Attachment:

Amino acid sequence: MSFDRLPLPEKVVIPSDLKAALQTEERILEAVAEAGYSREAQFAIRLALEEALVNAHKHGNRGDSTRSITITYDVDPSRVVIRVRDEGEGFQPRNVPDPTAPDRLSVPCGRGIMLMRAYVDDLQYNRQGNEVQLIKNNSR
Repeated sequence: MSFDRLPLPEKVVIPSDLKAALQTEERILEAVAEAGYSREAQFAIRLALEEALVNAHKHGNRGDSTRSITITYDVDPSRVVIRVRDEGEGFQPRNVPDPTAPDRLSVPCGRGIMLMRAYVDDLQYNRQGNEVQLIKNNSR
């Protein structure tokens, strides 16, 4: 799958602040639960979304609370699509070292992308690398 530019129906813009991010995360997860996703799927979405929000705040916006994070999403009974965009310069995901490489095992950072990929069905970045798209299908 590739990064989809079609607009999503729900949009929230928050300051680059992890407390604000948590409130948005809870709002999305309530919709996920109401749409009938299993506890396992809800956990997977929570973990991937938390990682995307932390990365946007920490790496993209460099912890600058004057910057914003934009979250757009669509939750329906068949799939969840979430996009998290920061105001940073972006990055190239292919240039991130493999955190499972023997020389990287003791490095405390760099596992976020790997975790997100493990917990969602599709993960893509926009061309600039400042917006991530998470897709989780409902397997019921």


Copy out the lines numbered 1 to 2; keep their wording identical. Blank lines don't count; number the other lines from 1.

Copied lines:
Amino acid sequence: MSFDRLPLPEKVVIPSDLKAALQTEERILEAVAEAGYSREAQFAIRLALEEALVNAHKHGNRGDSTRSITITYDVDPSRVVIRVRDEGEGFQPRNVPDPTAPDRLSVPCGRGIMLMRAYVDDLQYNRQGNEVQLIKNNSR
Repeated sequence: MSFDRLPLPEKVVIPSDLKAALQTEERILEAVAEAGYSREAQFAIRLALEEALVNAHKHGNRGDSTRSITITYDVDPSRVVIRVRDEGEGFQPRNVPDPTAPDRLSVPCGRGIMLMRAYVDDLQYNRQGNEVQLIKNNSR